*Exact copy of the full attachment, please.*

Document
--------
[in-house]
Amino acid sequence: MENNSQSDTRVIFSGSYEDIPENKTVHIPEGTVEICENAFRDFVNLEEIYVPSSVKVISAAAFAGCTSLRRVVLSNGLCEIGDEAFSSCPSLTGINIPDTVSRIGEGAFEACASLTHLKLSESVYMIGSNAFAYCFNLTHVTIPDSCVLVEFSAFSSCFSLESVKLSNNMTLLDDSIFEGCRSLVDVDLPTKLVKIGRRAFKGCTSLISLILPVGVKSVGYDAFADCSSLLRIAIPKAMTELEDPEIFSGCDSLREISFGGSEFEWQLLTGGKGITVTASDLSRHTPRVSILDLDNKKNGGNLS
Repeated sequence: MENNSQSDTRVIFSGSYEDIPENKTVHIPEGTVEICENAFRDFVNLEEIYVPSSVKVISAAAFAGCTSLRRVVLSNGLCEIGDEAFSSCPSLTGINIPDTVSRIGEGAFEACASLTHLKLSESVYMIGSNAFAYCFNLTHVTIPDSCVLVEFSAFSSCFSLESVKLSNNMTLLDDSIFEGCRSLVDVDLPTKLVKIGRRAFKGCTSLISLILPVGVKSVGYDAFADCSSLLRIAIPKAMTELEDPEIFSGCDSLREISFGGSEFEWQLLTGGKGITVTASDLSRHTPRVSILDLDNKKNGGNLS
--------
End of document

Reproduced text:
[in-house]
Amino acid sequence: MENNSQSDTRVIFSGSYEDIPENKTVHIPEGTVEICENAFRDFVNLEEIYVPSSVKVISAAAFAGCTSLRRVVLSNGLCEIGDEAFSSCPSLTGINIPDTVSRIGEGAFEACASLTHLKLSESVYMIGSNAFAYCFNLTHVTIPDSCVLVEFSAFSSCFSLESVKLSNNMTLLDDSIFEGCRSLVDVDLPTKLVKIGRRAFKGCTSLISLILPVGVKSVGYDAFADCSSLLRIAIPKAMTELEDPEIFSGCDSLREISFGGSEFEWQLLTGGKGITVTASDLSRHTPRVSILDLDNKKNGGNLS
Repeated sequence: MENNSQSDTRVIFSGSYEDIPENKTVHIPEGTVEICENAFRDFVNLEEIYVPSSVKVISAAAFAGCTSLRRVVLSNGLCEIGDEAFSSCPSLTGINIPDTVSRIGEGAFEACASLTHLKLSESVYMIGSNAFAYCFNLTHVTIPDSCVLVEFSAFSSCFSLESVKLSNNMTLLDDSIFEGCRSLVDVDLPTKLVKIGRRAFKGCTSLISLILPVGVKSVGYDAFADCSSLLRIAIPKAMTELEDPEIFSGCDSLREISFGGSEFEWQLLTGGKGITVTASDLSRHTPRVSILDLDNKKNGGNLS